Great News! A fresh inquest has been ordered. The coroner said that the upcoming inquest “may” lead to a different finding as to how Mr Johnson died.
“There are other legitimate considerations such as the right of the family and the public to have the new evidence tested in open court,” he said.
“That may allay suspicions and concerns that are held by the family and perhaps some members of the community.”
If you have any information about violence around beats in the Northern Beaches area of Sydney in the 1980, please contact Scott’s family via the Facebook page, Justice for Scott Johnson.
Scott’s body was found at the foot of a cliff at Blue Fish Point near Manley a known gay beat, in 1988. At the time his death was written off as suicide, but this verdict was overturned at a fresh inquest in 2012. There’s a wealth of information at the Facebook page.
Scott’s family are convinced he was murdered, one of an extraordinary spate of up to 70 murders of gay men in and around Sydney in the 1970s, 80s and 90s.
A NSW police investigation last year concluded that only eight deaths previously written off as suicide or simply ‘unexplained’ could have been the result of gay-bashing murders. Scott’s brother Steve, and even an advisor to the police, disagree.
The scale of the violence is staggering. The first gay and lesbian client consultant to the NSW Police, Sue Thompson, originally estimated that 46 gay men were murdered in NSW in the ten years from 1989 to 1999 alone. Now she thinks there may be many more.
The Sydney gay community has long believed that the police themselves were complicit in much of the violence, on a scale ranging from indifference to violence against mere ‘poofters’, up to actual participation in some attacks.
The police have long resented and resisted the pressure to investigate these deaths, especially Scott’s.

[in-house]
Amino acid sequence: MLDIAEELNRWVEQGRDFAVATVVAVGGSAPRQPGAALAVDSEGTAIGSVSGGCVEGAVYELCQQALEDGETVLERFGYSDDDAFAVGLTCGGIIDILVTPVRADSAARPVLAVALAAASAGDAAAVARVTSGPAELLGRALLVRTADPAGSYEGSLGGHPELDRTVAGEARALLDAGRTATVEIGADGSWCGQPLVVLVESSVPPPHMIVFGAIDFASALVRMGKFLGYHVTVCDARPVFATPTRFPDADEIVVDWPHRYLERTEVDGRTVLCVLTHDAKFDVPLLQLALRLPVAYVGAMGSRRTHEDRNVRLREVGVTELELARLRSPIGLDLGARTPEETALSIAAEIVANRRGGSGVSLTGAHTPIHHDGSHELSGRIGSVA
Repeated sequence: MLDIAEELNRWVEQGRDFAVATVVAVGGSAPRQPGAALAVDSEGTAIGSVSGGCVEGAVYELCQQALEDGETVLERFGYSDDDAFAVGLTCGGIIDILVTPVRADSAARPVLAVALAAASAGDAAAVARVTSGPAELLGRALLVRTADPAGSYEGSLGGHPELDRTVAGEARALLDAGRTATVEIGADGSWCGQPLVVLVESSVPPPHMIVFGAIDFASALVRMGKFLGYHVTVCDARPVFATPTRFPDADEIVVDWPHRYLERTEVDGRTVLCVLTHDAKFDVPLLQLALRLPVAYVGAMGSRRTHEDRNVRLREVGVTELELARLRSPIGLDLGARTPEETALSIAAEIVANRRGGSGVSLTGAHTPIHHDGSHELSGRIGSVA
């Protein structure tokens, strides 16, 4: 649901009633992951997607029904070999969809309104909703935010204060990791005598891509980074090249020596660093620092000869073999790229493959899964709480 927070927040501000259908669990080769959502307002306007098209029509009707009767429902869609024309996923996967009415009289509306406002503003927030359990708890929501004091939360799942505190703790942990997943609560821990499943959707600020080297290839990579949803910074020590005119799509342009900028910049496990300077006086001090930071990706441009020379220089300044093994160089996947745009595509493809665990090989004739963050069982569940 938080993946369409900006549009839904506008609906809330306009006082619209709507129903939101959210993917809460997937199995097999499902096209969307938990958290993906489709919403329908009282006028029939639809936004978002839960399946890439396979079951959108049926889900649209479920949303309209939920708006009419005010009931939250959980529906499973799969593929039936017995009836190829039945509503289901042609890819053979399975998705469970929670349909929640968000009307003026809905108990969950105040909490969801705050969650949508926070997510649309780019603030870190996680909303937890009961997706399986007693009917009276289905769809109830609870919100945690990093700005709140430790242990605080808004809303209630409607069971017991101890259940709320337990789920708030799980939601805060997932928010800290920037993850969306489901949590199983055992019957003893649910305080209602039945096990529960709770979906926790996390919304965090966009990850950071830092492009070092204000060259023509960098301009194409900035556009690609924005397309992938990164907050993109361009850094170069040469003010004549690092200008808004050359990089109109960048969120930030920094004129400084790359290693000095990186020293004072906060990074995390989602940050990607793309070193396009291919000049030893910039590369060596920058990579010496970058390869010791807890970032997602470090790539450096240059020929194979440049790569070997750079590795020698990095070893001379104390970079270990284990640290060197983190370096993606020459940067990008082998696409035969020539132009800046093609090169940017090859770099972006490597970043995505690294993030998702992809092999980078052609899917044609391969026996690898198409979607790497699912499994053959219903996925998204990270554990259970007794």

Tensions [between police and the Johnsons] became obvious in August last year  when they received a caustic email from Detective Chief Inspector Pamela Young from the Unsolved Homicide Team, who said she and her unit found it “offensive” that they wanted to make their own inquiries after investigations by trustworthy police.
The story of the erasure of police records of a 1989 gay bashing, which surfaced in January this year, has done nothing to improve confidence in NSW police integrity when it comes to bringing the perpetrators of gay hate crimes to justice.
Senior police officers called in Paul Simes to discuss a terrifying assault he witnessed, and to reveal that the gang of stick-wielding thugs were in fact policemen.
So it astounds Simes to discover now – after Surry Hills police took a fresh look at the case last year, and following his two freedom-of-information requests – that any record of his high-level meeting in 1989 has been expunged.
A coronial inquest, if granted, is the very minimum these cases deserve. There should be an independent royal commission into all these deaths.
Meanwhile, an independent civilian police oversight body needs to be established, a standing body with powers to compel testimony from officers and witnesses.
The truth is out there, but it will take an extraordinary effort to uncover even a part of it, in the teeth of the police resistance to examine and account for their own behaviour.